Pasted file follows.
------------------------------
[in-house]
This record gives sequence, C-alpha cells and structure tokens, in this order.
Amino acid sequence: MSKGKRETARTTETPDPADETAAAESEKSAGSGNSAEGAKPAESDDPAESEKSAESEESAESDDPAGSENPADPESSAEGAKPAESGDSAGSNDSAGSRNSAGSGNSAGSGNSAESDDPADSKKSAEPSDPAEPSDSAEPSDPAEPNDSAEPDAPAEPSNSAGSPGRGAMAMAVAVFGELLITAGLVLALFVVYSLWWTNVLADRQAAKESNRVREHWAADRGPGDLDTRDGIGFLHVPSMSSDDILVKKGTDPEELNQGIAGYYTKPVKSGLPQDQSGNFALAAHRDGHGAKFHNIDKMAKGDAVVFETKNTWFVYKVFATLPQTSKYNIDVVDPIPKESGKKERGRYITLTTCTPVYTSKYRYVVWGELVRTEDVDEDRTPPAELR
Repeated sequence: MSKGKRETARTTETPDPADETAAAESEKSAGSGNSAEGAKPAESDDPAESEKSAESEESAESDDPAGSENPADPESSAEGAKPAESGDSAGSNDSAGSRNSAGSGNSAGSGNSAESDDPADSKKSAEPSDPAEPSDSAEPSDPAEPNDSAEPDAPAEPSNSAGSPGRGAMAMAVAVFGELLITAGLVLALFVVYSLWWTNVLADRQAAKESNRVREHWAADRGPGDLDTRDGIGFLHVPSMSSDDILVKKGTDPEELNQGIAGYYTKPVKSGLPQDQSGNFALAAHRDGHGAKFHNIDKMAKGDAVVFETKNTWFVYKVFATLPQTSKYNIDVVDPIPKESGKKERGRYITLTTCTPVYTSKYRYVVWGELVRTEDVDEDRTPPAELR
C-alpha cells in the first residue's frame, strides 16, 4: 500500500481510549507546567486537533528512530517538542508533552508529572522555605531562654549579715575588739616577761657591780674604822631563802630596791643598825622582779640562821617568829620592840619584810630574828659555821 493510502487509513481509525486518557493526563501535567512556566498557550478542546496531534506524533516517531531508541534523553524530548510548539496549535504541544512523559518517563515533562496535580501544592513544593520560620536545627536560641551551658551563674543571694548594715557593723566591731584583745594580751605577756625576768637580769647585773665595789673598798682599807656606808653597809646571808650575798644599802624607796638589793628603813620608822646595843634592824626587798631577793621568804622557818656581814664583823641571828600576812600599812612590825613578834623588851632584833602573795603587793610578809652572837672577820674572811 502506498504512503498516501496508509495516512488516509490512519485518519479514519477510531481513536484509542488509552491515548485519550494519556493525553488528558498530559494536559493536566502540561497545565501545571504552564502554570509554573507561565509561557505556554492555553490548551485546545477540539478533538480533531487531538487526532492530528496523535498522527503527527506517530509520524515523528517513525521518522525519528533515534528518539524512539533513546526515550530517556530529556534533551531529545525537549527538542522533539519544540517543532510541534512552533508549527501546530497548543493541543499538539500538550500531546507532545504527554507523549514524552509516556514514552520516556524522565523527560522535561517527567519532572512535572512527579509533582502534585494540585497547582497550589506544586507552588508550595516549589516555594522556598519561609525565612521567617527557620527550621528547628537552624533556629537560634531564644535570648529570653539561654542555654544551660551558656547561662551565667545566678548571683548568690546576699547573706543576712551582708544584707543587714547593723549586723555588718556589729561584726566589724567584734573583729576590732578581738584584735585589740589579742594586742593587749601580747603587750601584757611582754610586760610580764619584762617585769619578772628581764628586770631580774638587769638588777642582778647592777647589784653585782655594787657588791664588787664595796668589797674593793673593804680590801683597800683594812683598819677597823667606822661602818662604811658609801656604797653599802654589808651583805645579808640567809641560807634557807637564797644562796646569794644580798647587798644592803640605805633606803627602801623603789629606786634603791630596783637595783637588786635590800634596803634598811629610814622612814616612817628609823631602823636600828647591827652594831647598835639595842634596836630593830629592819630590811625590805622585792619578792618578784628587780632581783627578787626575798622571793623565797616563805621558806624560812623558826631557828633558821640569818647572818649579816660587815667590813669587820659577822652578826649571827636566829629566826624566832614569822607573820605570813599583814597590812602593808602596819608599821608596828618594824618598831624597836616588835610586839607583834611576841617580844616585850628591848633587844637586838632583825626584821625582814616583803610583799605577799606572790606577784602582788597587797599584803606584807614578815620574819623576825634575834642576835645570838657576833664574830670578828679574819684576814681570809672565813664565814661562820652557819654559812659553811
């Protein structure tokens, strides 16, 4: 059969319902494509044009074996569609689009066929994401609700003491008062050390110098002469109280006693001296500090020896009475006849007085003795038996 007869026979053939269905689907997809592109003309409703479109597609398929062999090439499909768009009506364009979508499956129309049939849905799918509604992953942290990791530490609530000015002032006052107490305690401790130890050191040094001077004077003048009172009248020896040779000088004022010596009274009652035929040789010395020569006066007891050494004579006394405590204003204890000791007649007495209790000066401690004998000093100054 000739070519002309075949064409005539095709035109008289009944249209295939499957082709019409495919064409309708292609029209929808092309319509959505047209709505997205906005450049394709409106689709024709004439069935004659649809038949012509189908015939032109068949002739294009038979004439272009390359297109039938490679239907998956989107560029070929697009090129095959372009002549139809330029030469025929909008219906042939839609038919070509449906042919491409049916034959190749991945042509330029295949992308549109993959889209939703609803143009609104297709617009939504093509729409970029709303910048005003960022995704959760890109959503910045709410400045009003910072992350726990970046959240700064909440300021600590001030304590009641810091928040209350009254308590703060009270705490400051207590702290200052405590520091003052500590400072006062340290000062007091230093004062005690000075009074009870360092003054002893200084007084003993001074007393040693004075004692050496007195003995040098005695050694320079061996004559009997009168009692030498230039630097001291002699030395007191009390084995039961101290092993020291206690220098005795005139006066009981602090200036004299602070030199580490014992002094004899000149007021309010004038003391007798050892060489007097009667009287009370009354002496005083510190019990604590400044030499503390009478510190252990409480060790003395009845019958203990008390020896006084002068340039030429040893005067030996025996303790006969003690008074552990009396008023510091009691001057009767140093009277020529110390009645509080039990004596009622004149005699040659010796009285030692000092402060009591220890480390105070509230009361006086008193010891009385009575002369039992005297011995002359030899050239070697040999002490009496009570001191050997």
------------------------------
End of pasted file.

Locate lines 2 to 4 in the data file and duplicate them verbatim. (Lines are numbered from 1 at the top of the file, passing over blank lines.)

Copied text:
This record gives sequence, C-alpha cells and structure tokens, in this order.
Amino acid sequence: MSKGKRETARTTETPDPADETAAAESEKSAGSGNSAEGAKPAESDDPAESEKSAESEESAESDDPAGSENPADPESSAEGAKPAESGDSAGSNDSAGSRNSAGSGNSAGSGNSAESDDPADSKKSAEPSDPAEPSDSAEPSDPAEPNDSAEPDAPAEPSNSAGSPGRGAMAMAVAVFGELLITAGLVLALFVVYSLWWTNVLADRQAAKESNRVREHWAADRGPGDLDTRDGIGFLHVPSMSSDDILVKKGTDPEELNQGIAGYYTKPVKSGLPQDQSGNFALAAHRDGHGAKFHNIDKMAKGDAVVFETKNTWFVYKVFATLPQTSKYNIDVVDPIPKESGKKERGRYITLTTCTPVYTSKYRYVVWGELVRTEDVDEDRTPPAELR
Repeated sequence: MSKGKRETARTTETPDPADETAAAESEKSAGSGNSAEGAKPAESDDPAESEKSAESEESAESDDPAGSENPADPESSAEGAKPAESGDSAGSNDSAGSRNSAGSGNSAGSGNSAESDDPADSKKSAEPSDPAEPSDSAEPSDPAEPNDSAEPDAPAEPSNSAGSPGRGAMAMAVAVFGELLITAGLVLALFVVYSLWWTNVLADRQAAKESNRVREHWAADRGPGDLDTRDGIGFLHVPSMSSDDILVKKGTDPEELNQGIAGYYTKPVKSGLPQDQSGNFALAAHRDGHGAKFHNIDKMAKGDAVVFETKNTWFVYKVFATLPQTSKYNIDVVDPIPKESGKKERGRYITLTTCTPVYTSKYRYVVWGELVRTEDVDEDRTPPAELR